If you’ve ever sat in a physician’s office with your loved one and wondered if you were invisible, there may now be a reason to feel hopeful. The American College of Physicians (ACP), a national organization of internists, recently published a position paper aimed at recognizing the important role that family caregivers play in the lives of millions of individuals dealing with chronic conditions and/or the frailties of old age.
Family Caregivers, Patients and Physicians: Ethical Guidance to Optimize Relationships is an effort by the ACP to provide “ethical guidance to physicians in developing mutually supportive patient-physician-caregiver relationships.” The purpose of the paper is to help physicians recognize the value of family caregivers to the health and well-being of their patients. At the same time, the authors provide ethical guidance to physicians, who must balance this recognition with their duty to “preserve the primacy of the patient-physician relationship.”
The authors define family caregivers to include “relatives, partners, friends and neighbors who assist with activities of daily living and complex healthcare needs that were once the domain of trained hospital personnel.” They outline a list of specific recommendations aimed at assisting physicians to develop mutually supportive relationships not only with their patients, but with family caregivers as well.
After years of advocating for the physician community to recognize and support the role of family caregivers, NFCA is excited to see a major physician organization address this crucial challenge. In an effort to better explain what this paper means to all family caregivers, we posed some questions to the American College of Physicians.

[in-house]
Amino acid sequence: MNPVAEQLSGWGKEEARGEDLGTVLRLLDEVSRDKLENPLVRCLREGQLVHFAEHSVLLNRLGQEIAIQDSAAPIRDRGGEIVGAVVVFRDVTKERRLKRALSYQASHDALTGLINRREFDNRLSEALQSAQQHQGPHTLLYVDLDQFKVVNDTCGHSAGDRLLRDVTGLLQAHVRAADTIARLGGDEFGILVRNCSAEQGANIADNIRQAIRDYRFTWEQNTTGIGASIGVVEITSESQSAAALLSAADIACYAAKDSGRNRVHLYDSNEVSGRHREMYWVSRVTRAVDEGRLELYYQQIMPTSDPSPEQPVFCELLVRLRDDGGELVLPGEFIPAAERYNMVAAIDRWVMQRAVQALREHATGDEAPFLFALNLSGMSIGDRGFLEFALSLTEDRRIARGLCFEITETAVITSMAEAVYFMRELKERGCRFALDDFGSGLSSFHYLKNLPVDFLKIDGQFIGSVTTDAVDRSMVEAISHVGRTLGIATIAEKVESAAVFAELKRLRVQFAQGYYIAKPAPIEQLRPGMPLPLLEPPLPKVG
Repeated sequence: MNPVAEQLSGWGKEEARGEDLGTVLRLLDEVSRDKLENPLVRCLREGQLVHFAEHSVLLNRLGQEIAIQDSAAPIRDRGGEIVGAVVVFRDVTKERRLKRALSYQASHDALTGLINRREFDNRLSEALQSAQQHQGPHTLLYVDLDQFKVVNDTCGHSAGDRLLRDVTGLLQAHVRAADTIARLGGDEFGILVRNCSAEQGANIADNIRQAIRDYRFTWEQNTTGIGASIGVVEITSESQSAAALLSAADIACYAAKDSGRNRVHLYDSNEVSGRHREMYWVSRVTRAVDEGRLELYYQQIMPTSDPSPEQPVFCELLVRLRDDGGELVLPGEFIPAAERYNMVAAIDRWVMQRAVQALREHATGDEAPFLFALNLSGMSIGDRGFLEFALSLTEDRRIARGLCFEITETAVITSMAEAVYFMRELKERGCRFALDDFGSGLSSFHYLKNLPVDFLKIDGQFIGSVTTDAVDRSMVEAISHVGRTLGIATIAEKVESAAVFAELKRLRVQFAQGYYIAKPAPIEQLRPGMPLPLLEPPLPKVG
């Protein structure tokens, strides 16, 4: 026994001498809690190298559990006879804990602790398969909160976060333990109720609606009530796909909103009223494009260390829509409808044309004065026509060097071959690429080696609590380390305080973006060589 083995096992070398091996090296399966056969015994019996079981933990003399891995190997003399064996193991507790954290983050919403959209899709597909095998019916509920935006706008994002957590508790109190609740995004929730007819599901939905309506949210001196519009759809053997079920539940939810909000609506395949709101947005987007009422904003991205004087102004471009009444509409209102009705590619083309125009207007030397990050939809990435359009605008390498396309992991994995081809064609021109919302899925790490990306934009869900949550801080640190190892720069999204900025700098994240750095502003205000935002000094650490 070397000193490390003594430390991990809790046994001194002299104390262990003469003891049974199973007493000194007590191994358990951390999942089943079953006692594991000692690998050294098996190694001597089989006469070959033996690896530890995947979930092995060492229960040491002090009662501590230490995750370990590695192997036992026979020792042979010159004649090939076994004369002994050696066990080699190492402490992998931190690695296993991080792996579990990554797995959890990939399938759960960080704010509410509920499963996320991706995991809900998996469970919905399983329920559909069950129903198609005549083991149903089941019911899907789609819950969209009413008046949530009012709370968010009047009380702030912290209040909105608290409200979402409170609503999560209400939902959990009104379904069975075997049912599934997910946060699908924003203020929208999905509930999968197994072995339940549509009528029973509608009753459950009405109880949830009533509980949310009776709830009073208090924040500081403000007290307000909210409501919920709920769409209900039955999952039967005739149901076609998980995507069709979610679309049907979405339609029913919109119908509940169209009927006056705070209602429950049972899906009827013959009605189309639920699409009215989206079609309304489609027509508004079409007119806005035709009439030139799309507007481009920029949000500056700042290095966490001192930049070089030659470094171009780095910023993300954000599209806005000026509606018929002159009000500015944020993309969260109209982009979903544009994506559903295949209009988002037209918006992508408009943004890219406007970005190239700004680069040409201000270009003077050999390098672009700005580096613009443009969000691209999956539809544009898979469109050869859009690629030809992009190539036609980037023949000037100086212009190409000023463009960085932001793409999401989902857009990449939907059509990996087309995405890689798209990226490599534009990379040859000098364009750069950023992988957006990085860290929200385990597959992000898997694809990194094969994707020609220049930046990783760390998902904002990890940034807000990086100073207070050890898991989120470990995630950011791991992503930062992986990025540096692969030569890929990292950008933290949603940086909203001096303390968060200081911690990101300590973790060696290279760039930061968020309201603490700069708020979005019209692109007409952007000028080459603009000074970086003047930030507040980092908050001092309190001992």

Read more at National Family Caregiver Association website.
As any family caregiver knows, keeping track of your loved one’s (and your) medical information can feel like a daunting task. If you’ve found yourself frantically searching for the latest lab report as you’re rushing out the door for yet another doctor’s appointment, you’re not alone. No doubt all of the doctors’ notes, hospital records, lab reports, and medication summaries might easily fill several file cabinets. The key when sorting and filing this information is to know what records you need to keep and how to store them so they are available to you or someone you trust quickly and easily. If you’re looking for a convenient, easily accessible tool that can be updated regularly with a minimal investment of time, there’s no better solution than a three-ring binder.
Begin by making a copy of all insurance ID cards for both primary and any secondary insurance you or your family member have. Make a separate tab for all the major doctors your family member sees and file each report under that doctor’s name in chronological order (with the latest dates on top). Take Care Text box 2 Update the binder after each new appointment. This will allow you to have the latest medical information available at a moment’s notice. And don’t forget to purge any information that may no longer be relevant to your family member’s immediate care. This paperwork can be stored in a separate file.
You can use the contents of the binder to prepare for doctors’ visits, a trip to the ER, or for someone else who may be caring for your family member when you are away. “The only appropriate method to maintain medical records is to file them in a way that would allow you to pass them on to someone else,” says Mike Klatzkin, a Maryland CPA who is also the father of a special needs child. “It’s like having insurance, even though the hope is that you will never need to use it. You can gain enormous piece of mind by being prepared for someone else to take over your loved one’s care — whether it’s for a few hours, a week of respite, or, if need be, indefinitely.”
Read more and get tips from the National Family Caregiver Association website.
From the Right at Home website
If you or a loved one is dealing with the challenges of diabetes, heart disease, osteoporosis or other health condition, give yourself the gift of a lower-stress holiday season this year.
The holidays are generally considered to be a joyous time; however, for people coping with serious illnesses, the holidays can bring unwanted stress. Michelle Riba, M.D., professor of psychiatry and associate chair for integrated medicine and psychiatric services at the University of Michigan Health System, recommends ways to steer clear of these unnecessary stresses during the winter months.
Read more at the Right at Home website